• 14. Editor’s Note: Ghulāt, plural of ghāli, is an Arabic term deriving from the verb ghālā which means “to exaggerate or exceed the proper bounds.” The verbal noun is ghuluw and means “exaggeration.” The ghulāt or extremists are sects which deify ‘Alī. In Iran, they are known as the Ahl al-Ḥaqq [people of the truth], ‘Alī Ilāhis [‘Alī worshippers]: in Iraq they are called Shabak, Bajwan, Sarliyya, Kkaiyya, and Ibrāhīmiyyah. In Syria, they are known as Nuṣayris or ‘Alawis. In Turkey, they are called Bektashis, Kizilbash (Alevis), Takhtajis and Çepnis. The Shaykhīs are also a modern ghulāt group. They are followers of Shaykh Aḥmad al-Aḥsā’ī (d. 1830) who taught that the infallible fourteen are the cause of the universe, in whose hands are the life and death and the livelihood of humanity. According to Moosa, al-Aḥsā’ī seems to justify this belief by explaining that God is too transcendent to operate the universe by Himself and therefore deputized the infallible fourteen to operate the universe on his behalf (109). If this is correct, the Shaykhīs resemble the mufawwiḍah [the delegators]. As Fyzze explains,
    The mufawwiḍah are those who believe that God created the Prophet and ‘Alī and then ceased to function. Thereafter, it was these two who arranged everything in the world. They create and sustain and destroy; Allāh has nothing to do with these things. (141).
    When examining the Shaykhīs, it is important to differentiate between the Bahā’ī-controlled group from the original teachings of Shaykh Aḥmad al-Aḥsā’ī. As far as Shī‘ism is concerned, there is no doubt that the Imāms are the Lords of Existence. What happens with Aḥmad al-Aḥsā’ī is that he developed entirely esoteric doctrines and many have understood him literally without understanding that the ideas he was expressing were metaphysical rather than philosophical or theological.
    For Gnostics, the role of the Imāms is viewed cosmically. There is no doubt that the Bābis and Bahā’is have misinterpreted this role in an extreme fashion, the first in an esoteric way, and the latter in a literal way, distorting the doctrines of Shaykh Aḥmad al-Aḥsā’ī. The Universal Legislator is the one who initiates a cycle and brings it to its end. He does not destroy the world in a physical sense but in a historical one. He closes one cycle and commences a second. The Imāms closed the cycle of prophecy only to initiate the cycle of the wilāyah. Imām Mahdī will come to close the cycle of wilāyah of the Prophet Muḥammad.
    If Shaykh Aḥmad al-Aḥsā’ī said that the Imāms controlled the universe, he said so in the sense of prophetic ḥadīth which states that without an Imām, the world would be destroyed and would not last a single second. There are also other Sunnī and Shī‘ite traditions regarding Imām ‘Alī making it clear that the Imām is center or heart of the world without whom the world would stop to exist. There is also the ḥadīth which states that when Imām Mahdī returns, reason would leave the world and humanity would degenerate into destruction. The work of Shaykh Aḥmad al-Aḥsā’ī need to be re-examined from a Twelver Shī‘ite perspective. This is the only way his scholarship can be saved from Bābi-Bahā’ī interpretations which have distorted his original doctrines.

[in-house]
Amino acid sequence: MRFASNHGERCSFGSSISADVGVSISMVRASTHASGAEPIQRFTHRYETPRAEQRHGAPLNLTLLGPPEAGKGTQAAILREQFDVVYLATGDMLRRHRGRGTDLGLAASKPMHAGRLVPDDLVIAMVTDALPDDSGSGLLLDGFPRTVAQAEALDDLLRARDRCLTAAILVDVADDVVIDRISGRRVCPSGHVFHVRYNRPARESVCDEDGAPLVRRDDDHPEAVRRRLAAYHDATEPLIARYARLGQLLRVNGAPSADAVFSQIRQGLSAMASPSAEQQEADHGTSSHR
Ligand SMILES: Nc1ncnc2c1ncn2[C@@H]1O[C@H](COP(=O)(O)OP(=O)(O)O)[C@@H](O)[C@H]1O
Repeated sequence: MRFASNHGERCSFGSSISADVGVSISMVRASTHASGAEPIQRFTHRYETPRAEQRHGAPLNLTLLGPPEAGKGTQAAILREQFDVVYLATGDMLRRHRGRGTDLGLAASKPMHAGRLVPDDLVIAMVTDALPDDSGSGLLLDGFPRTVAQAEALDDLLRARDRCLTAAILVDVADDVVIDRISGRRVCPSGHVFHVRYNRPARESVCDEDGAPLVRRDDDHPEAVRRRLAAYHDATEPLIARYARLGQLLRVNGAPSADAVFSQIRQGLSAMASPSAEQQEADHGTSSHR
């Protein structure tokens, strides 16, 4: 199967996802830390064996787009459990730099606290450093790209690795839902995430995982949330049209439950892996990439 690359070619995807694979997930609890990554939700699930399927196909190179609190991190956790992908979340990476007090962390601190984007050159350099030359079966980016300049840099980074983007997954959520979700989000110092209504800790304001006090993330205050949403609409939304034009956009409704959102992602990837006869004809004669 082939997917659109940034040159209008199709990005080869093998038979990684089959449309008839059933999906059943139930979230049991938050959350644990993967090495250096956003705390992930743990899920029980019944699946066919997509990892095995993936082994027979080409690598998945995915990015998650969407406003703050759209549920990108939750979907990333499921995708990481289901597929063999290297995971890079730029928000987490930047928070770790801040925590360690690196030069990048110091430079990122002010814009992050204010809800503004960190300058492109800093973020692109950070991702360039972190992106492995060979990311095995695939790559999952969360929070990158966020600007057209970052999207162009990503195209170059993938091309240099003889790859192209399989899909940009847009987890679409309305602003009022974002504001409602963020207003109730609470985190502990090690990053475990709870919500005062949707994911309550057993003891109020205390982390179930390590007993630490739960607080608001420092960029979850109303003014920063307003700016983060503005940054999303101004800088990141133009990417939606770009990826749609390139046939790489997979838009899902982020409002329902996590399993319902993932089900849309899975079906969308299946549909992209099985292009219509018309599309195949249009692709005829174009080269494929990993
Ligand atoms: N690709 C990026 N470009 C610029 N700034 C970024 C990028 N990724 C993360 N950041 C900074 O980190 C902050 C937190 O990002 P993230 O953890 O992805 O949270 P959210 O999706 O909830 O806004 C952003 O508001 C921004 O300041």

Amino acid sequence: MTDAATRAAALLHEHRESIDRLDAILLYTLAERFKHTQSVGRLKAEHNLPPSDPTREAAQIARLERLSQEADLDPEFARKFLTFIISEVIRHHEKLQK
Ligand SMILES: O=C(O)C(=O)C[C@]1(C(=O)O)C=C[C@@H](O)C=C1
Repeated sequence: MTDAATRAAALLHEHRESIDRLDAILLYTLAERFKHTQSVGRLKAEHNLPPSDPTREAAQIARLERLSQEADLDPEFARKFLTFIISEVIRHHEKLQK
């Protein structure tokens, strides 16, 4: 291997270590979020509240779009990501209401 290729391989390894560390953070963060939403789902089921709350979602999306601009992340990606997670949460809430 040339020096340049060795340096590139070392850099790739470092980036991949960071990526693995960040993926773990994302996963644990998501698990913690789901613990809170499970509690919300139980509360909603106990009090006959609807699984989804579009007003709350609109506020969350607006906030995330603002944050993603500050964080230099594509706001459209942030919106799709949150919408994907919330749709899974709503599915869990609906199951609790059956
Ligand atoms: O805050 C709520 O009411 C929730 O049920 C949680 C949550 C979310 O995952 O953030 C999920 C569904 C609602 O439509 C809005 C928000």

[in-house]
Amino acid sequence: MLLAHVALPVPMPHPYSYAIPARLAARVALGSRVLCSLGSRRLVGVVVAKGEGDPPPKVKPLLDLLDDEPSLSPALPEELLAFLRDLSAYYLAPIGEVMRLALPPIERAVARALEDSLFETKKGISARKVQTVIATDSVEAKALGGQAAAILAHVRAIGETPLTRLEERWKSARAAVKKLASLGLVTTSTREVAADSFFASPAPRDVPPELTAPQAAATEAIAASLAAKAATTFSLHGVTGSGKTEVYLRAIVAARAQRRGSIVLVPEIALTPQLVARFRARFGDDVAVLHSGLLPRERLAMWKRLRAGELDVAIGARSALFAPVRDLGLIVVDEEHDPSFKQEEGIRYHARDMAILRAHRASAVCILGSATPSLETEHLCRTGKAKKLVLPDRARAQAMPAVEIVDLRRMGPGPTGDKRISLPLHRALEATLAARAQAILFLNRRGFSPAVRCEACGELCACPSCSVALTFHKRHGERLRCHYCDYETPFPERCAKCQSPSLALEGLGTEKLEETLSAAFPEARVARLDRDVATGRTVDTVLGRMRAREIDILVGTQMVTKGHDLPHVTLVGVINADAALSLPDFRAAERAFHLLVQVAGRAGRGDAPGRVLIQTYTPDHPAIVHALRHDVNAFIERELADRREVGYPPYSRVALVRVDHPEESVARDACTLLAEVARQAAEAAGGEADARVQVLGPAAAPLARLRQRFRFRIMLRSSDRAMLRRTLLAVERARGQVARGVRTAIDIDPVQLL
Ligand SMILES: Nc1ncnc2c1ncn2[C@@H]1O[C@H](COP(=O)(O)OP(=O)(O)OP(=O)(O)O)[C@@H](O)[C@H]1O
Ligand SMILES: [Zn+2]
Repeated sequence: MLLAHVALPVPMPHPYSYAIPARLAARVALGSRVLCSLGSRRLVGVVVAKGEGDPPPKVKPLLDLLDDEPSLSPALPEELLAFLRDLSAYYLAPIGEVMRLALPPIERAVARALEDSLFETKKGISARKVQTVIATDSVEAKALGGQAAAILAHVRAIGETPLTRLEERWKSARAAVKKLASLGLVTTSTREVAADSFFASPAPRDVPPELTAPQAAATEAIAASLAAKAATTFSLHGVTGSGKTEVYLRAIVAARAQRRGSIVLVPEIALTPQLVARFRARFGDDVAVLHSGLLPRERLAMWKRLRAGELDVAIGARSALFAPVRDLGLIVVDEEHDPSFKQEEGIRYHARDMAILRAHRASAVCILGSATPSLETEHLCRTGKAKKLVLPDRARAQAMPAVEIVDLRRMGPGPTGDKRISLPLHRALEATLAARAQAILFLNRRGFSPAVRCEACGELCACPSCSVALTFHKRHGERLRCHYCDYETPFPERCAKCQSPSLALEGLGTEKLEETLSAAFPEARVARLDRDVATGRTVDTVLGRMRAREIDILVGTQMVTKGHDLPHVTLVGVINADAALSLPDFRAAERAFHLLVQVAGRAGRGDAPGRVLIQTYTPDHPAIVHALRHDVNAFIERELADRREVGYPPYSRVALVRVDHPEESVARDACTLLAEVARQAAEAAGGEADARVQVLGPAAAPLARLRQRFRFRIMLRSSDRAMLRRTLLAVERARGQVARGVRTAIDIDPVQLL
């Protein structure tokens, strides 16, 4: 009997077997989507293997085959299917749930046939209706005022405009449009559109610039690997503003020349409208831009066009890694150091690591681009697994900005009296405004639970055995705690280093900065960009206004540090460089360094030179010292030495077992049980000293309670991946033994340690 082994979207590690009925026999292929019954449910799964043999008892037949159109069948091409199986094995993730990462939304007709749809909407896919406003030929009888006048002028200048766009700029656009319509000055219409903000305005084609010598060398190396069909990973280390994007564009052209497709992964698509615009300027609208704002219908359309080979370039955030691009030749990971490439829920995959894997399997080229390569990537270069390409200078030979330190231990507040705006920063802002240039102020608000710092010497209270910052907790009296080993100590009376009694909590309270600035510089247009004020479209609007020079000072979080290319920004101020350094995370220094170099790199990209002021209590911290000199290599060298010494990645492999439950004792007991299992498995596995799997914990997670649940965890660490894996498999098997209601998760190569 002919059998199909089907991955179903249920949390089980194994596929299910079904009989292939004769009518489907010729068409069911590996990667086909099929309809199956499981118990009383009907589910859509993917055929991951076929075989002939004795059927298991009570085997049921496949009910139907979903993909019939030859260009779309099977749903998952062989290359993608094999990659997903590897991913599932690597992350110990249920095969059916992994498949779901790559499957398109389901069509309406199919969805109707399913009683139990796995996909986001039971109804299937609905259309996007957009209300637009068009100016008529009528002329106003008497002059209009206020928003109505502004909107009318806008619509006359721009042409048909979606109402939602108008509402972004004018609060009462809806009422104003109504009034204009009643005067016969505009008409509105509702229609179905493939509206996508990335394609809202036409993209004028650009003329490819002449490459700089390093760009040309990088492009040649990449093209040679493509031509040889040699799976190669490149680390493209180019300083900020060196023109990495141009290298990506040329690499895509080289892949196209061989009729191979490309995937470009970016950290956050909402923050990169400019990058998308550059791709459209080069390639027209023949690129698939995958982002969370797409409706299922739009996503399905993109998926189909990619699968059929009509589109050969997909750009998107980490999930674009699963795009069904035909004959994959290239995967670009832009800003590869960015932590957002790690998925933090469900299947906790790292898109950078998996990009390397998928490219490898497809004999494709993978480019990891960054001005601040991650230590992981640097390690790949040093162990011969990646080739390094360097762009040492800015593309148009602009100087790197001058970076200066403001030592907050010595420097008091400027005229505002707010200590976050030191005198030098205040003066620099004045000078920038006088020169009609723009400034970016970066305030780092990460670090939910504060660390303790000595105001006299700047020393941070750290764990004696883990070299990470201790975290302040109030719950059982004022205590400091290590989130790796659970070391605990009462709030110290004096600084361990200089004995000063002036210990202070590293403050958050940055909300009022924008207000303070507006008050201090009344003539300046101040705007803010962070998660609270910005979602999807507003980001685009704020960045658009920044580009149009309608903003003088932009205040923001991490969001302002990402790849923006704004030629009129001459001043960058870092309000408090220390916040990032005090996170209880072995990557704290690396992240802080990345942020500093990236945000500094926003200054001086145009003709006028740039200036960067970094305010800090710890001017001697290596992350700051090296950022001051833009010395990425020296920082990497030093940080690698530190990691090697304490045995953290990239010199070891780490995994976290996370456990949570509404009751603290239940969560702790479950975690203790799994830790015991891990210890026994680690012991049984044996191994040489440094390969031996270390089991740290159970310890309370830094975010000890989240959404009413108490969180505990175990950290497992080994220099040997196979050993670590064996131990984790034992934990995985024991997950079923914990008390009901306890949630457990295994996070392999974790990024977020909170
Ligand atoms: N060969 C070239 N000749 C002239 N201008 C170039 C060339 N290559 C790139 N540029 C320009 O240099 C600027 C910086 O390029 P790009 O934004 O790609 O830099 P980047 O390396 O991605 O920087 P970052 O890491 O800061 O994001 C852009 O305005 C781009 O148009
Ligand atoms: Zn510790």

As for the ghulāt, they are of different ethnic origins, speak different languages and are divided into different denominations. They share the common belief in the apotheosis of ‘Alī and in a trinity of God, Muḥammad and ‘Alī or, as among the Nuṣayris, of ‘Alī, Muḥammad and Salmān al-Fārisī. They practice holy communion and public or private confession. According to Moosa Matti, “their religion is a syncretism of extreme Shī‘ite, pagan, and Christian beliefs, and they fall outside the pale of orthodox Islām” (418). In fact, “some of the beliefs of the ghulāt have a greater affinity with ancient astral cults and Christianity than with Islām” (ix).
    The Prophet Muḥammad prophesized their appearance when he told ‘Alī: “In one respect, you are like Jesus. The Jews went so far in hating him that they turned hostile towards him and calumniated his mother and the Christians loved him too much that they elevated him to an undeserved status.” On another occasion, he told him that “I fear some sects of my community will say of you what the Christians said of Jesus” (Nīsābūrī 1: 112-13) and “‘Alī, if it was not for the fact that I am concerned that some factions will say of you what the Christians say of Jesus, son of Mary, I would say of you today words such as (after them) you would never pass a gathering of men without them taking the soil from your feet” (Mufīd 79).
    Imām ‘Alī warned against the extremists, saying that “Two groups will fall into perdition: The extremist who adore me unduly; and the enemies whose animosity leads them to calumniate me.” The naṣībīs are those who hate ‘Alī bitterly; the ghulāt are those who literally adore him. The Imāms who followed ‘Alī condemned the extremists in the harshest terms (Rayshani).
    Despite its deficiencies, Matti’s Extremist Shī‘ites is one of the only scholarly books on extremist Shī‘ites available in English. Regrettably, the author makes some ludicrous claims; namely, 1) asserting that when the muezzins in Iran call the people to prayer they cry out ‘Allāhu Akbar! Allāhu Akbar! Khomeini is Rahbar, Khomeini is Rahbar’ (Allāh is Most Great; Allāh is Most Great! Khomeini is the religious guide) thus placing Khomeini before the testimony of faith that ‘There is no god but Allāh and Muḥammad is the Messenger of Allāh’ (99); 2) claiming that the Shī‘ites of Iran believe that ‘Alī is close to being a God (xxiii); 3) asserting that Sunnism represents Islāmic orthodoxy (421); 4) and, finally, 5) categorizing the ghulāt as heterodox as opposed to heretical (418). It should also be noted that the term ghulāt has different connotations depending on who uses it. In Sunnī sources, even moderate figures are seen as ghulāt.